An award for “Most collaborative”

This year I was very lucky enough to get recognised for a value I work very hard at. The award for “Most Collaborative” was presented this year at an end of year ceremony.

Be Collaborative

Trust yourself, your colleagues and your partners enough to have honest interaction and find solutions as a team.

Be Collaborative

Trust yourself, your colleagues and your partners enough to have honest interaction and find solutions as a team.

Keypath award

Also, well done to my colleagues who picked up their own awards this year too.

Midlands lead the way… Games for Health Conference 2016 #G4HUK2016

Who’d have thought I’d ever write that. After leaving the cosy bubble of Bristol, we were “sent to Cov” a couple of years back. It must have been something naughty we’d done…

But last week I attended a conference that is just another example of how Coventry and the Midlands is thinking now. The Games for Health UK Conference  run by Dr Pam Kato and Coventry University was truly outstanding ( When you’ve been to a lot of conferences, it’s easy to spot a good one, this was one and I only was able to make the afternoon which was packed with content.

My afternoon started off with Earnst, talking us through some very practical changes we can all make to our games. Talking through Visual edits and previews with viz. Then moving onto how actually journals in games help people with Mental disabilities to remember and piece together the game they’ve been through already.

Then after such a practical chat, we were blessed with a talk from @alacon who took us through a very cognitive session on Women in Games.

There was some great research which shows how our “work environment” in which we spend most of our time effects men and women differently.

Focus Games were next up @focusgames and they offered a new perspective on the digital games we produce by showing us how they produce their very “low tech” board games for health care learning. Apparently, Agile has no place in board games!

Who’s heard of GTA? You know, Grand Theft Auto One, that game where you steal, punch and make money being super naughty! Well, my friend and I bonded over that game massively and one of the lead producers came to talk to us at the Games for Health Conference.

This man, Jamie King was filled with practical thoughts and books with theory he cares for and was so happy to share it all. He was an absolute highlight to the whole event. I only wish I had time to write more.

Can’t wait for the next one!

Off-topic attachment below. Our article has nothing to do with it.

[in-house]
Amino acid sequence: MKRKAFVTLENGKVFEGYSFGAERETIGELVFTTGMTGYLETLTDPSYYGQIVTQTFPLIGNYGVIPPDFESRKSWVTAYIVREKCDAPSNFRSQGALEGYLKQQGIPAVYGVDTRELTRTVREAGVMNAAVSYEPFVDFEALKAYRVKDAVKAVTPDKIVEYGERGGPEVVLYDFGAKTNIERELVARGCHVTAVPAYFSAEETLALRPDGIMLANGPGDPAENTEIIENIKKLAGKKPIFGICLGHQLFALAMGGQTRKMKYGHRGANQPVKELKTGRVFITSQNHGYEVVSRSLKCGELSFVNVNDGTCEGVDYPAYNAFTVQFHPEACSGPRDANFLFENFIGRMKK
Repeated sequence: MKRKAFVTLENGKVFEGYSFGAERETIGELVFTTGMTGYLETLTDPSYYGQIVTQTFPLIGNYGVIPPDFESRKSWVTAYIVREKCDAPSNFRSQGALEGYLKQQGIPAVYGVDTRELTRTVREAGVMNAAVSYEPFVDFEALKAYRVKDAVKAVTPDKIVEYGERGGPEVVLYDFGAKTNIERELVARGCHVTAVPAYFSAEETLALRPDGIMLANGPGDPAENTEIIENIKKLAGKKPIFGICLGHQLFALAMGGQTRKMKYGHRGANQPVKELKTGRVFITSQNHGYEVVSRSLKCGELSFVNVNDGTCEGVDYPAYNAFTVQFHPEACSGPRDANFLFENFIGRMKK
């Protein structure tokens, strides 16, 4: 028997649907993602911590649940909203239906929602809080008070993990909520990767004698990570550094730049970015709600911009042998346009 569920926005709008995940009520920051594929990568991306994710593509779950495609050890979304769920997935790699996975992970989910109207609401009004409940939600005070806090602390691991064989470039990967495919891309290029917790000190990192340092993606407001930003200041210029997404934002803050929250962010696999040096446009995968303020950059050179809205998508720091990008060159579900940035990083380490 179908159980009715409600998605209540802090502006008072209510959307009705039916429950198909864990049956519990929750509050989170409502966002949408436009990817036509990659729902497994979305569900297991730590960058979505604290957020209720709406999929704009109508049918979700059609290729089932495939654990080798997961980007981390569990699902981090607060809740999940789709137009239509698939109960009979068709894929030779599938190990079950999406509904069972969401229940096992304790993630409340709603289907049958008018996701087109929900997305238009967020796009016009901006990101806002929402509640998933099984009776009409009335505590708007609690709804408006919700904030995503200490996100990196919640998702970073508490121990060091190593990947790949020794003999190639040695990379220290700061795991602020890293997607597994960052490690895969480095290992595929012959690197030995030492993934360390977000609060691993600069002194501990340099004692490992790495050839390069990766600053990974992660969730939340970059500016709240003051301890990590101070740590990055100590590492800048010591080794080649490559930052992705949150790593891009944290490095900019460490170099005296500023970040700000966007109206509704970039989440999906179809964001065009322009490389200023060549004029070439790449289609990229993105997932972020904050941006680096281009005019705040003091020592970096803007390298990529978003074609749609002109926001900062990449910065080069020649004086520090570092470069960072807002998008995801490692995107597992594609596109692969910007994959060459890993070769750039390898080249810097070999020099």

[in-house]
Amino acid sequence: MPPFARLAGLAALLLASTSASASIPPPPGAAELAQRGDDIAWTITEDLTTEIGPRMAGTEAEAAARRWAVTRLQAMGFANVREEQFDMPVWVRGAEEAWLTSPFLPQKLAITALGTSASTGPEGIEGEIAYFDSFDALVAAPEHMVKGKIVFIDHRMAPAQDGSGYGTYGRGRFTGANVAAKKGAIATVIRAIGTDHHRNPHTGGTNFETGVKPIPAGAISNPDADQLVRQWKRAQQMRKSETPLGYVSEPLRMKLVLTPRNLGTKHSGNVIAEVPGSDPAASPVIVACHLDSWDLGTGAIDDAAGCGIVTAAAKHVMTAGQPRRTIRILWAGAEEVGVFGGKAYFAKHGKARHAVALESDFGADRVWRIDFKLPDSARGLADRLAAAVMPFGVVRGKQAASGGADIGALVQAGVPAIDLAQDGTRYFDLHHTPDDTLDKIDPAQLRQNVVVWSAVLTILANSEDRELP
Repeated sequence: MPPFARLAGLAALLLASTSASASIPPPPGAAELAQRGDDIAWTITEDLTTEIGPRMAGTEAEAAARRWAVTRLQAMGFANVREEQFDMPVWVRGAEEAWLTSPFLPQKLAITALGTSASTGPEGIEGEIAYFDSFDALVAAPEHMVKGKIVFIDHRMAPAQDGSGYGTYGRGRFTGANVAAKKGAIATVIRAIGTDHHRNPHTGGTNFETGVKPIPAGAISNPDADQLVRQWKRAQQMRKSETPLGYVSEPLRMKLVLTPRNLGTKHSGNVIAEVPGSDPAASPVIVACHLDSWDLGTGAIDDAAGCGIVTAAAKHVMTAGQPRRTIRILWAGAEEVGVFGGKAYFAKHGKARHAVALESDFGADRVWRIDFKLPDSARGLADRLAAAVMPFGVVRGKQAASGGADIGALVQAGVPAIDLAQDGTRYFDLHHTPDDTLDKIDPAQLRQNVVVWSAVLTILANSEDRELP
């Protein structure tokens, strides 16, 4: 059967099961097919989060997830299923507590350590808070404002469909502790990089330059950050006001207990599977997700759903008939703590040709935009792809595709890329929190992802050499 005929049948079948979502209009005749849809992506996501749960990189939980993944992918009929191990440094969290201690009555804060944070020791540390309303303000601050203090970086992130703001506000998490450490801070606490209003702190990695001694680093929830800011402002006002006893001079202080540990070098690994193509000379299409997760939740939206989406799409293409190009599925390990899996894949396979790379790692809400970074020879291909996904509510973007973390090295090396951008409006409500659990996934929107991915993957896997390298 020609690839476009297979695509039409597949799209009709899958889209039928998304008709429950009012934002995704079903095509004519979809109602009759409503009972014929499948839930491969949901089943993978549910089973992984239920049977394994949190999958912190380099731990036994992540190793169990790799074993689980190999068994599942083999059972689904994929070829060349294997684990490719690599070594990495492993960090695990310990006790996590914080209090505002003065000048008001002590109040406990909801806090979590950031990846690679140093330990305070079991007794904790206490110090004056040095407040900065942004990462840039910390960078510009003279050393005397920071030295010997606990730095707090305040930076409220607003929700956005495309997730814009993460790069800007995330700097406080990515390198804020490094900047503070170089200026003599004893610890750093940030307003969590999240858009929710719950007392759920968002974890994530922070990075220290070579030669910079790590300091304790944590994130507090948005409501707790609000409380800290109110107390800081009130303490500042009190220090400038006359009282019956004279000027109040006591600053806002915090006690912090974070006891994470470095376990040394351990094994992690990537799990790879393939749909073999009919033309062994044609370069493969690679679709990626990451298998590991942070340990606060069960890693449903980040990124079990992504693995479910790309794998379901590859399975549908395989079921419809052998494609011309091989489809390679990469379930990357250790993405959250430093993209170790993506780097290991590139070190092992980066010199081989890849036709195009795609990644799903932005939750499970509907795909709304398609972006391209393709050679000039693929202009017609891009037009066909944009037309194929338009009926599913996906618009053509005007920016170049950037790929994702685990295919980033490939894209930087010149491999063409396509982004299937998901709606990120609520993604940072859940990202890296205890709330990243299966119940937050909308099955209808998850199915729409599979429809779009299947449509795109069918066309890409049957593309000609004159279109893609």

New Job, new year!

Guess who’s gone and got himself his first Full time job?


I’m now proudly an “E-learning Developer” in Warwick Manufacturing Group, a part of Warwick University.

Roughly that’ll mean I’m a one man digital solution team. Scoping digital projects, running Agile Project management and coding the Delivery of projects to support WMG’s blended E-learning courses.

I’m very excited, I’ll be working in a very exciting building with robots, a mini submarine and loads of big machines.

So, all blog posts are my own nonsense and no expression of UoW or anyone else but me.

DPC out

How to celebrate St George’s Day

Type into Facebook or Twitter, “Happy St George’s Day!”.

We have now completed the minimum acceptable celebration. Now if you’re unsure of what else to do, you could copy me and appreciate…

  • the journey back into England after visiting a foreign country and looking at its luscious green endless fields.
  • some of the most heterogeneous History ever! Even if I don’t like all of it, there’s a lot to learn from it.
  • how if I hurt myself, I go to the doctors and I get helped. Breaking Bad would be a short series here
  • it’s lucky we were born here and not somewhere dangerous, in mass poverty, famine  or at war
  • that we build ourselves up every world cup for the football and it never happens

Who knows, next year, we may write something on Facebook AND splash out on a little on a cool England tee shirt . The day is whatever we want to make of it.

Screen Shot 2014-04-23 at 11.26.15


The super meetup of digital and government thought leaders, CITIZEN2013


Can citizens really be customers? Can public bodies really ‘engage’ with citizens? Can the public sector achieve the same ease of doing business online as achieved by the big online brands? On June 13, 2013 the second CITIZEN conference will take place to try to answer these questions.